I can’t wait to make this quilt again using a controlled fabric palette. The block is just so much fun to make.

Speaking of fabric palettes, the first month’s fabric for The Color Collective, season 4, is due to arrive in the mail today, and the first pattern designed by Tara Faughnan releases November 1. It’s a really fun quilt, and I look forward to playing with these new blocks. If you want to see the pattern, go to Tara’s Instagram account and take a look. I took a screenshot but don’t think I should use it without her permission. (The Color Collective online class is hosted by Sewtopia and runs for six months with Tara’s designs and one month with guest designer Annabel Lowe Wrigley.) When I have a few of my own blocks on the design wall, I will be able to share those.

Meanwhile, I’m working on the 12-inch block light grey/dark grey/black chimney log cabin project, AND I’m playing with a quilt idea seen in the most recent Simply Modern magazine. More on these projects along the way.

We have rain coming in, and I can use a few rainy days for sewing, weekly inside cleaning/laundry, and some cooking.

Written by louisaenright

October 25, 2021 at 7:48 am

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Some Inspiration

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October 24, 2021

Some Inspiration

Here’s a poem and a picture a friend posted on Facebook. She got it from a site called “Midwives of the Soul.”

“In difficult times, you move forward in small steps.

My grandmother once gave me a tip:

Do what you have to do, but little by little.

Don’t think about the future, or what may happen tomorrow.

Wash the dishes.

Remove the dust.

Write a letter.

Make a soup.

You see?

You are advancing step by step.

Take a step and stop.

Rest a little.

Praise yourself.

Take another step.

Then another.

You won’t notice, but your steps will grow more and more.

And the time will come when you can think about the future without crying.”

– Elena Mikhalkova

(Image of Tasha Tudor, American Illustrator 1915-2008)

Written by louisaenright

October 24, 2021 at 8:40 am

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My Color Collective Season 3 Quilts

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Turkey Tracks: September 6, 2021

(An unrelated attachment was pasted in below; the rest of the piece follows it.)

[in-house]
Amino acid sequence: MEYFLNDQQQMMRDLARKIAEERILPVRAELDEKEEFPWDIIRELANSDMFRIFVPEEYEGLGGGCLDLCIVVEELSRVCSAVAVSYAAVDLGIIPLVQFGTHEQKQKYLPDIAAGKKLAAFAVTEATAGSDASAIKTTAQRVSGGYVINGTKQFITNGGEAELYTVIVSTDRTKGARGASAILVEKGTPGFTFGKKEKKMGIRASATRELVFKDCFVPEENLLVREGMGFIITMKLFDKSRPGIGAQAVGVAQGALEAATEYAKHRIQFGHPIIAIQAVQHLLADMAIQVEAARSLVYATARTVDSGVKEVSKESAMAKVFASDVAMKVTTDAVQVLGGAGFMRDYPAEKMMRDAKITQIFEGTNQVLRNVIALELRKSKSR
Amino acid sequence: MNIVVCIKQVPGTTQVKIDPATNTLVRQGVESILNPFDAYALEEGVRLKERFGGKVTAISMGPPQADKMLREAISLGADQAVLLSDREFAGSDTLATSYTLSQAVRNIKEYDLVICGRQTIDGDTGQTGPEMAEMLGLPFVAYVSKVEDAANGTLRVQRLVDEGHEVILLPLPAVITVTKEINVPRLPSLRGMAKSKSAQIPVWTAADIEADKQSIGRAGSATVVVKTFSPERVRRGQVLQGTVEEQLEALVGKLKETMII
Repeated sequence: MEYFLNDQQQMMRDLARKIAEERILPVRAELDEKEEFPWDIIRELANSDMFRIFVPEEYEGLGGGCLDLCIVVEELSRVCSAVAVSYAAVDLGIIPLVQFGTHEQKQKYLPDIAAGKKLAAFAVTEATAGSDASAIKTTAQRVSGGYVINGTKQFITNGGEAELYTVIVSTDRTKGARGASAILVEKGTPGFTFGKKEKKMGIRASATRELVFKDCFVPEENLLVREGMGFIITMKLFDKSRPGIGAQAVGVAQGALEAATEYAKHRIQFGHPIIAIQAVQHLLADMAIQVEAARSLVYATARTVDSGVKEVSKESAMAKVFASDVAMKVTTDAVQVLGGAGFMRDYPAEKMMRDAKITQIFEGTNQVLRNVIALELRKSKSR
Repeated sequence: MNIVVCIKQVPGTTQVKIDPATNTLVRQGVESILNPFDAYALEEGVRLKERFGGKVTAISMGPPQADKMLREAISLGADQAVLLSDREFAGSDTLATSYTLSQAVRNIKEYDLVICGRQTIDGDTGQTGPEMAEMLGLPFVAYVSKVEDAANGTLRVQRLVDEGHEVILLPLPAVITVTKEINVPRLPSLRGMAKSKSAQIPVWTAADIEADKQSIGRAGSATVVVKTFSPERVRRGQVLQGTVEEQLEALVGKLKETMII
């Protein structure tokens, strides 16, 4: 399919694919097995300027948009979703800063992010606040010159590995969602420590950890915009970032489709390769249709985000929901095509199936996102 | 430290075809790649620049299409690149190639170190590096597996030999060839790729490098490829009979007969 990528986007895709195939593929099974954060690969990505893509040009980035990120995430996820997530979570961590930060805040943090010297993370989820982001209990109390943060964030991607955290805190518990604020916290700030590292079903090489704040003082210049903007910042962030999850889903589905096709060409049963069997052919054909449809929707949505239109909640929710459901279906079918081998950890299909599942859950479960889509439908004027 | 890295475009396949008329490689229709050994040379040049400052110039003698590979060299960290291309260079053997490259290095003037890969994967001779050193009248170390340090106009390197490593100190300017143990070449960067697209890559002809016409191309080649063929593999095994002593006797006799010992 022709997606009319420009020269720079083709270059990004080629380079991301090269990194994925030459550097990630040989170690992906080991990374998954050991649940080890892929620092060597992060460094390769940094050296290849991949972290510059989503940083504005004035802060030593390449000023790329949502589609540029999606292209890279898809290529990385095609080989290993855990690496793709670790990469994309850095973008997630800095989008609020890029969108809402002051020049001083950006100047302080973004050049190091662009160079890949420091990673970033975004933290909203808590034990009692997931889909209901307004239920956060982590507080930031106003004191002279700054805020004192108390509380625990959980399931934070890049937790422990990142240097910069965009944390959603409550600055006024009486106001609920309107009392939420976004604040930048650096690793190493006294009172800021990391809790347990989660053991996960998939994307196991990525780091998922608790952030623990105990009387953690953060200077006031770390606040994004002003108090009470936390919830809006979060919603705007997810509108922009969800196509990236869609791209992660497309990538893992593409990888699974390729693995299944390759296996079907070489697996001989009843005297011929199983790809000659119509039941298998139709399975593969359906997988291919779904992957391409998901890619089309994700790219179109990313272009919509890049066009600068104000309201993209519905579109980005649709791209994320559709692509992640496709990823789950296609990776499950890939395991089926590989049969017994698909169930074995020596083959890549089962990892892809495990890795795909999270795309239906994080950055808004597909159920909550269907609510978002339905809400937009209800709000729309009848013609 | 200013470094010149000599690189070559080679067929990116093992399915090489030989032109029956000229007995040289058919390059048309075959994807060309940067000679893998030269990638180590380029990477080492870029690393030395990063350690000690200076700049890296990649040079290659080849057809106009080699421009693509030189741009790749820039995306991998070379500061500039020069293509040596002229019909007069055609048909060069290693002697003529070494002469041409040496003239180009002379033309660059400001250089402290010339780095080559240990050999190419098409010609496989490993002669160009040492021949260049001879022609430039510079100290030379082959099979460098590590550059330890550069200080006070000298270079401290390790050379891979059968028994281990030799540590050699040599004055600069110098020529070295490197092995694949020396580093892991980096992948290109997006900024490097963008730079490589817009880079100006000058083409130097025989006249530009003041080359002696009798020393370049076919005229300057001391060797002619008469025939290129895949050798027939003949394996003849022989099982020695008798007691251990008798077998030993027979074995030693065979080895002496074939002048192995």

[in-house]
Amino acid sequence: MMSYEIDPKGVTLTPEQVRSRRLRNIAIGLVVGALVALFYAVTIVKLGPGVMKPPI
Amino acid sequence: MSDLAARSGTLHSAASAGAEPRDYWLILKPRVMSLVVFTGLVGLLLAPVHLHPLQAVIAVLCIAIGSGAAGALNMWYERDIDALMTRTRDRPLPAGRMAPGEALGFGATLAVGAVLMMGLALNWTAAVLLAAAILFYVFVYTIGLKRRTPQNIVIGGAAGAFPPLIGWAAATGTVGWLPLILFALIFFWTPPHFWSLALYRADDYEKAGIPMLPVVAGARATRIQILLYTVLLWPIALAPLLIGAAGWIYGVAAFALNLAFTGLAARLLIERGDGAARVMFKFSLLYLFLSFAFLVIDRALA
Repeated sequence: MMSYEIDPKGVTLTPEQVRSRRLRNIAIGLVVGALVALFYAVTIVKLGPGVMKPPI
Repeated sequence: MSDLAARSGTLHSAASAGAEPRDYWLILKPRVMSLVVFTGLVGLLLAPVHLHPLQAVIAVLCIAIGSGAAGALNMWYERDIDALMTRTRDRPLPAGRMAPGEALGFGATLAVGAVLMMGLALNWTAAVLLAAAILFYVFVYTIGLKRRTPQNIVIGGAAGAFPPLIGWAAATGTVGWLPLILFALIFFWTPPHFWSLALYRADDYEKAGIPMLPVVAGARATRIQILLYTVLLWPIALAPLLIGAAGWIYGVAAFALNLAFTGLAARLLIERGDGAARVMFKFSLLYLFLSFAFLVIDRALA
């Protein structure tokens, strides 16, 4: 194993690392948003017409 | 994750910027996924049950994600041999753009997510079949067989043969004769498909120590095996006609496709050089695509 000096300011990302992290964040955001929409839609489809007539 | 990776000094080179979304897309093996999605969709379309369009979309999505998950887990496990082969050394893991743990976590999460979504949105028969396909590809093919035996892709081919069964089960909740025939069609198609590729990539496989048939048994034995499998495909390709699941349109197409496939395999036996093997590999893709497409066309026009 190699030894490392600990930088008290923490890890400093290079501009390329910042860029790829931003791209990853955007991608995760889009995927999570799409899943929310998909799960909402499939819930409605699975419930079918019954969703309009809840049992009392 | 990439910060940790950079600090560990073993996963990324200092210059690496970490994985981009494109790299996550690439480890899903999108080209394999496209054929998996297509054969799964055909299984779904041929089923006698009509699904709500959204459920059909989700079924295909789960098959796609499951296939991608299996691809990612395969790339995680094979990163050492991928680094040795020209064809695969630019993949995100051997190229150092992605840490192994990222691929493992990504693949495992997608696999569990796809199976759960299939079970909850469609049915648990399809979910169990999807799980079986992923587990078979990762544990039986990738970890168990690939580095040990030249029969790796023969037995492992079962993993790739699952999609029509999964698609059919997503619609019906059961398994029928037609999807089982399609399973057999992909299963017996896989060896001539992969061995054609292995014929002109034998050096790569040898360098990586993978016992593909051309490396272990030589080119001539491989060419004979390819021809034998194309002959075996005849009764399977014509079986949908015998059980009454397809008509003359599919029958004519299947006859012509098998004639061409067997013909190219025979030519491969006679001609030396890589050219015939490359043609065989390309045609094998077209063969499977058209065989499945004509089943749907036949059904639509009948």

My Color Collective Season 3 Quilts

I thought it would be good, for me at least, to review the work I did last year (season 3) in the online class (The Color Collective) hosted by Sewtopia (Amy Newbold) with designer Tara Faughnan (for six months of projects and fabric palettes) and with guest designer Latifah Saafir (for an extra seventh month).

The quilts are more or less in the order of the monthly projects. Tara gives us the pattern and the fabric (there are also helpful videos) and shows us her version of the project—then we have at it. Pretty much all of us make the project differently, and that outpouring of creativity is really fun to see and experience.

If you want to know more about each of my quilts, there are separate blog posts. You can search on the name of the quilt on the right sidebar.

My “Marrakesh”:

My “Pips”:

My “Splice,” and this one differs from Tara’s layout in that I laid out the strips to form that central diamond. I hand quilted this one with 12-weight cotton thread (Sulky).

My “Bokeh”:

Bokeh is a photographic term for the manipulation of the background to make it intentionally fuzzy.

My “Tenderoni”—which I called “Fractures”:

Latifah Saafir was the guest designer for the 7th CC month this year. She spread out her Tenderoni block by using plain squares of the fabric palette to make the Tenderoni blocks stand out—which of course made a lap-size quilt. I wanted to see how the Tenderoni shapes played together up close and I wanted a wall hanging. I hand quilted with 12-weight cotton thread (Sulky).

I made this wall hanging from the leftover “Offcut” quarter circle pieces and hung the two quilts opposite each other on the walls outside my quilt room. This one, too, is hand quilted with 12-weight cotton thread (Sulky).

I didn’t do “Hitch” (an improv project) or “Rex” (an appliqué project) this year. Both projects were very nice; they just landed here when I was really busy. There might come a day…. Both projects offer a lot of room for experimentation and play. These two projects are the only ones I have not made in the three years of the class—not a bad record for this class I think—for me or for Tara Faughnan.

I am so looking forward to Season 4, which starts November 1.

Written by louisaenright

September 6, 2021 at 8:57 am

Garden Pictures, June 2021

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Garden Pictures, June 2021

Turkey Tracks: June 11, 2021

The poppy is only spectacular for a few short days, but while it is in bloom, it is glorious.

The Globemaster alliums are in full bloom. I love the individual star shapes of their big globe flowers.

The peonies are also in full bloom now. And those are white Easter lilies alongside—which will bloom later in the summer. You can also see the new Cat Mint plant by the deck steps. I’m trying it out in that tricky spot where I dug out the Ladies Mantle last year. The support board at the edge of the deck was rotten and got replaced a few weeks back, thanks to Shane Chontos.